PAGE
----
5) Mother Father (from Journey's "Escape") - Here's a song where the vocals really shine. Its well known that the first song LaBrie ever sang with Dream Theater when he auditioned was "Separate Ways" by Journey. There's something special about hearing him sing a Journey song. He just packs it with such emotion and really sells it. Aside from the vocals, the guitar solo on this track is phenomenal... especially when Petrucci plays it!

6) Machine Messiah (from Yes's "Drama") - This is an excerpt from a song off of what Portnoy refers to as "the very underrated, only Anderson-less Yes album." This is the first track that was recorded live (not during sound check), but the production quality doesn't suffer. This is another one I was not familiar with until I picked up this album. This is an abridged version of the original track where they have taken many of the dark, instrumental sections of the song and pieced them together into a 3 minute instrumental track. They took a lot of liberty with the arrangement of this track, and the result is very interesting to hear. Its so heavy, dark, and epic sounding that its hard to believe this was based on a Yes song!

7) Since I've Been Loving You (from Led Zeppelin's "Led Zeppelin III") - This is an absolutely amazing track! I never would have thought Dream Theater could pull off this song so well. In particular, LaBrie really pulls off the vocals, which are powerful and at times quite bluesy. Petrucci's guitarwork is an excellent blend of blues and his signature lightning-fast picking. For the first time on the album, this track has the sound quality of a live recording. However, for a song like this it works? the spontaneity of a live recording just adds to the effect. All in all, a real treat.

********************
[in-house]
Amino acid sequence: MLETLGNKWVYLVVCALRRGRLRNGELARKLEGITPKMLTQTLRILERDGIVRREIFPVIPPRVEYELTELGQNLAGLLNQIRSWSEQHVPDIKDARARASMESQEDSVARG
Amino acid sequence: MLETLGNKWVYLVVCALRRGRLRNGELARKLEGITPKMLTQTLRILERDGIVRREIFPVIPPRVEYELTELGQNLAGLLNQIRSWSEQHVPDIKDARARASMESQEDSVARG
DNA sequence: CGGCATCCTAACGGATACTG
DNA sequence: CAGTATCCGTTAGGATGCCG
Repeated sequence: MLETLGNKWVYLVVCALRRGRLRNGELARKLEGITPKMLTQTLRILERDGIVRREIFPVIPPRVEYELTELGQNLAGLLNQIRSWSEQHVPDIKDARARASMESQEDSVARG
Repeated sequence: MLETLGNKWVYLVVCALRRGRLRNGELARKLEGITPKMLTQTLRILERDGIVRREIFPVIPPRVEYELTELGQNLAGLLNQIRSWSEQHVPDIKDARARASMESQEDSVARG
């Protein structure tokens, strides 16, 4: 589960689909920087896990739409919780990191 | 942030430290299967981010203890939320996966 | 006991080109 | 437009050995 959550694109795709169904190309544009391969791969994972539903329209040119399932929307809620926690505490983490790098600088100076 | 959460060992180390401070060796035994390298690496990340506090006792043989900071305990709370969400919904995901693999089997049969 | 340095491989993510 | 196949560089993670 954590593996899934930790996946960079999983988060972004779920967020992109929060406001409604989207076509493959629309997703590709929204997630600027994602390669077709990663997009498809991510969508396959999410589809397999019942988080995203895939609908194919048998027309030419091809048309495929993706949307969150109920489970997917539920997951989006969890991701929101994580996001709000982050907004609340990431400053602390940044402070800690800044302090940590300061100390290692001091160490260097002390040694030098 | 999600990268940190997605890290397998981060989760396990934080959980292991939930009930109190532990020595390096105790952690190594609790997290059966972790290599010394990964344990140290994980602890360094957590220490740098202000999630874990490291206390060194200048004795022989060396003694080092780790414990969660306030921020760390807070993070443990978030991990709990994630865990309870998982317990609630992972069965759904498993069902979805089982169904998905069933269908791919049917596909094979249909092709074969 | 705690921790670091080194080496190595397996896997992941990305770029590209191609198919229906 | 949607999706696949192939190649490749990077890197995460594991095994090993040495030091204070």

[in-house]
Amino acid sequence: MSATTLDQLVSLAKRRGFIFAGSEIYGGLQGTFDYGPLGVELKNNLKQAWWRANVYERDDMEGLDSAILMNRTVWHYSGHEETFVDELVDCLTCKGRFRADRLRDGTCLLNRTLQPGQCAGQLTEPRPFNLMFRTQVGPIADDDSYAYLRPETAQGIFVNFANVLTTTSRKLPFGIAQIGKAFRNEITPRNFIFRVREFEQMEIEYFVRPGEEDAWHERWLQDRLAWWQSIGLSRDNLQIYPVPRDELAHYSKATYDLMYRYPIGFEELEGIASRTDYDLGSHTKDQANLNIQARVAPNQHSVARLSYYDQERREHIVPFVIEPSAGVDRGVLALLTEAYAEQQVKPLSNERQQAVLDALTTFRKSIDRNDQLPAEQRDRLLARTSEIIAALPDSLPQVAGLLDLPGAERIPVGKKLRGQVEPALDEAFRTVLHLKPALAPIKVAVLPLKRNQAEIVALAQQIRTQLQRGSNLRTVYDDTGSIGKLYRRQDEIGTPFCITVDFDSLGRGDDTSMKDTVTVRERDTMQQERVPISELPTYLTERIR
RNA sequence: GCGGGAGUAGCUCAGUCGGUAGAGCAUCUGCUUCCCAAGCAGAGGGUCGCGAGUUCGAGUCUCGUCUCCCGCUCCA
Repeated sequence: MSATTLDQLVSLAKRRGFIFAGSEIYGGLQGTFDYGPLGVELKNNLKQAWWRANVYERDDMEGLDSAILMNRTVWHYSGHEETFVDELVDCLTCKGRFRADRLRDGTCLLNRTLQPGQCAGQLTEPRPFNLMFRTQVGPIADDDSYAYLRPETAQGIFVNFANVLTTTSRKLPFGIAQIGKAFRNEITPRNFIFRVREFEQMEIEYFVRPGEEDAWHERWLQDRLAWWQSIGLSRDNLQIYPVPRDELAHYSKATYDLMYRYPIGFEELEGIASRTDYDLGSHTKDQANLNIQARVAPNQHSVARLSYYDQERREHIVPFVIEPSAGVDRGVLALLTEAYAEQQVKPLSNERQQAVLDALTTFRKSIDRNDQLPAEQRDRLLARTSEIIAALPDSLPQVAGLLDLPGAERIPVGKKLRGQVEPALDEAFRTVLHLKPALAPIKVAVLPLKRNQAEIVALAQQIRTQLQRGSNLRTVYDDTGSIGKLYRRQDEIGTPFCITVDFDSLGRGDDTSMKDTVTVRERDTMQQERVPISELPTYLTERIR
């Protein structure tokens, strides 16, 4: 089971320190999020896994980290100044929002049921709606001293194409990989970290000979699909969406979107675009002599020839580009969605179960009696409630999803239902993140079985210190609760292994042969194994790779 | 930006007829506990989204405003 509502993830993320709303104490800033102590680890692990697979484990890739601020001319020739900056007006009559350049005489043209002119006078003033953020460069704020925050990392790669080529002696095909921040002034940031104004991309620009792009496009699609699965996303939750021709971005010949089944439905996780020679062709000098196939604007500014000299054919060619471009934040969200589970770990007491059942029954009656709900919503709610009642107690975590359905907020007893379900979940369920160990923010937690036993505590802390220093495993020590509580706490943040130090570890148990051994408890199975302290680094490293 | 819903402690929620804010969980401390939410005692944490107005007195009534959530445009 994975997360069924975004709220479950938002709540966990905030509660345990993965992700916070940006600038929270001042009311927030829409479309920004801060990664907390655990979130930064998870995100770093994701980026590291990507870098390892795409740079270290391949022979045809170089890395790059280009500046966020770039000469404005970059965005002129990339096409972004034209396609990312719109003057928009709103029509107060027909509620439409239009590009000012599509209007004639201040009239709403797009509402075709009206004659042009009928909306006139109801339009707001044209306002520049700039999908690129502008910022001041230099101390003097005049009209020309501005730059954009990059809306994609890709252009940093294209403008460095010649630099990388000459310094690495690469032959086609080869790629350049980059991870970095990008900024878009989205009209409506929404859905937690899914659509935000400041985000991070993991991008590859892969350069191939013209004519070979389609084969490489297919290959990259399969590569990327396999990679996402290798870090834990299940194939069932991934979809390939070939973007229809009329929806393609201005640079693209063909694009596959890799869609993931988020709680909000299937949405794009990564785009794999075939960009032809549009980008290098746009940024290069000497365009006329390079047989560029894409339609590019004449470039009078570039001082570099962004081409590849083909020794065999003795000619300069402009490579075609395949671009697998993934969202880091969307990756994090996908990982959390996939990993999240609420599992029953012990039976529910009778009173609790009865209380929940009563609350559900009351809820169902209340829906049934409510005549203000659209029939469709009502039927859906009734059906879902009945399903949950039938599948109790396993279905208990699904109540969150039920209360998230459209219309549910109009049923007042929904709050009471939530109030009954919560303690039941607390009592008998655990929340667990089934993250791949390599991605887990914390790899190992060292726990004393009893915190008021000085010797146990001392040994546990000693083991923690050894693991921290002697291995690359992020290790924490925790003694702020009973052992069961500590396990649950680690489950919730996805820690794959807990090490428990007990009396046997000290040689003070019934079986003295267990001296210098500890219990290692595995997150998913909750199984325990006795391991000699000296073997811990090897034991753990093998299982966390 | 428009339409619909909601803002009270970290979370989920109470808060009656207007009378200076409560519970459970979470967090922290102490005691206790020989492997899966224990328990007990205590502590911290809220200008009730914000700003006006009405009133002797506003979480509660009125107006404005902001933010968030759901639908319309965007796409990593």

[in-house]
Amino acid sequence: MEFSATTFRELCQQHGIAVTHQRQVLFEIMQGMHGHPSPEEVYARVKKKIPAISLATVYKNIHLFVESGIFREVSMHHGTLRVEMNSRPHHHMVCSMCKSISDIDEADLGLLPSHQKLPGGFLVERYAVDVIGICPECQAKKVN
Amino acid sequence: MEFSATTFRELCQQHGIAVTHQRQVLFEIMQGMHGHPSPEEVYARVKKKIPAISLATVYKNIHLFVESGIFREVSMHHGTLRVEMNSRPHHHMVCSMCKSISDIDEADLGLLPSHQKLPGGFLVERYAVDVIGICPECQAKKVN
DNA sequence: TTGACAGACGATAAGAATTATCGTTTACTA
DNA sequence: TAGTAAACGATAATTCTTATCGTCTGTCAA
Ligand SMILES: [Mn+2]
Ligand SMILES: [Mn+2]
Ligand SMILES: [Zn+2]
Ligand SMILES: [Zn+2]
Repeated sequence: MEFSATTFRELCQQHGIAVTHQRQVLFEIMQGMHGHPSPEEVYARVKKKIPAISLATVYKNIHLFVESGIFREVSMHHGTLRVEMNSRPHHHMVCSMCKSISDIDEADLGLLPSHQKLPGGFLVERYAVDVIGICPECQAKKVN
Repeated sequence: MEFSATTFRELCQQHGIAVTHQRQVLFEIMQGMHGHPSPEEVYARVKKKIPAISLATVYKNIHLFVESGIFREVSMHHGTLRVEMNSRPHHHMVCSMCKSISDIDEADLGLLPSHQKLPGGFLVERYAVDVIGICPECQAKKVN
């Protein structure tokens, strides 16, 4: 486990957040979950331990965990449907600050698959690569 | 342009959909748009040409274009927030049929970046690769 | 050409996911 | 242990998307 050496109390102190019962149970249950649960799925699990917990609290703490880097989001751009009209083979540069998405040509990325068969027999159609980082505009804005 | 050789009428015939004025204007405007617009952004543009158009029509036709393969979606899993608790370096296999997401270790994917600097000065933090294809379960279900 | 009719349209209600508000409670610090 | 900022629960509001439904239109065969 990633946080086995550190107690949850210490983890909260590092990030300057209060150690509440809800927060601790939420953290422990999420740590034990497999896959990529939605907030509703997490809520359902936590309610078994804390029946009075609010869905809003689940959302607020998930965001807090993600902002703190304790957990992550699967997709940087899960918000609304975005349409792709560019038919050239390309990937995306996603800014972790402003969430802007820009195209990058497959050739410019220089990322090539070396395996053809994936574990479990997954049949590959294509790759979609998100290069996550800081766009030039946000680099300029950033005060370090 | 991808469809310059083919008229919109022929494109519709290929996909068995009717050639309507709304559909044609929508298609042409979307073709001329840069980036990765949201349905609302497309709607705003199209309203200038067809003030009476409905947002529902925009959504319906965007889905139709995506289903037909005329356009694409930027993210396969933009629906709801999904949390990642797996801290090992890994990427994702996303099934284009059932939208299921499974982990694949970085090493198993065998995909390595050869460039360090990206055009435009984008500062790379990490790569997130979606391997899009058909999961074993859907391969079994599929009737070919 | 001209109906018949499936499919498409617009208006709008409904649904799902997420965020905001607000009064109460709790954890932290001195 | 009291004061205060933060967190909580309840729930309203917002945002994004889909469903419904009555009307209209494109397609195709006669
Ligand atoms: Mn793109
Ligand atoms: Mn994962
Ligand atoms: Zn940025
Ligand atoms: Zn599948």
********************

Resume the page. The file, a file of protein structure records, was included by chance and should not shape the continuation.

8) Diary of a Madman (from Ozzy Osbourne's "Diary of a Madman") - According to Portnoy, this is one of his favorite covers amongst the dozens and dozens of songs Dream Theater has covered over the years. Not being a huge Ozzy fan, this is another song that I wasn't familiar with prior to getting this album. However, this is great cover. The music goes through so many feels. It really is an epic song that fits Dream Theater's sound perfectly.

9) Cemetary Gates (from Pantera's "Cowboys From Hell") - Another amazing track. This cover was recorded in 2005 during Gigantour as a tribute to Dimebag Darrell just months after his tragic death. This track features special guests Russell Allen (Symphony X) and Burton Bell (Fear Factory) on vocals and Dave Mustaine (Megadeth, guitar-god) on guitar. LaBrie trades of the vocal duties with Allen and Bell, with LaBrie singing the more delicate vocal lines and Allen and Bell trading off the aggressive vocals. The end effect is really great. I don't think LaBrie could have pulled off the heavier parts alone. My only complaint is that it would have been way better if Burton Bell had not been included. He simply isn't as talented as LaBrie and Allen. Not only does he struggle to hold a pitch, but he isn't able to sing his share of the harmonies with LaBrie. The call-and-answer between vocals and guitar at the end (squealing high notes on the word "gates") are actually done by LaBrie and Rudess, which is also interesting to hear.

10) Won't Get Fooled Again (from The Who's "Who's Next") - Personally, I'm not a huge fan of this song. But personal bias aside, this is a great performance. On this track Dream Theater is joined by special guests Queensr˙che. Hearing these two bands come together and rock out is always amazing.

The Radiant Is | 4/5 |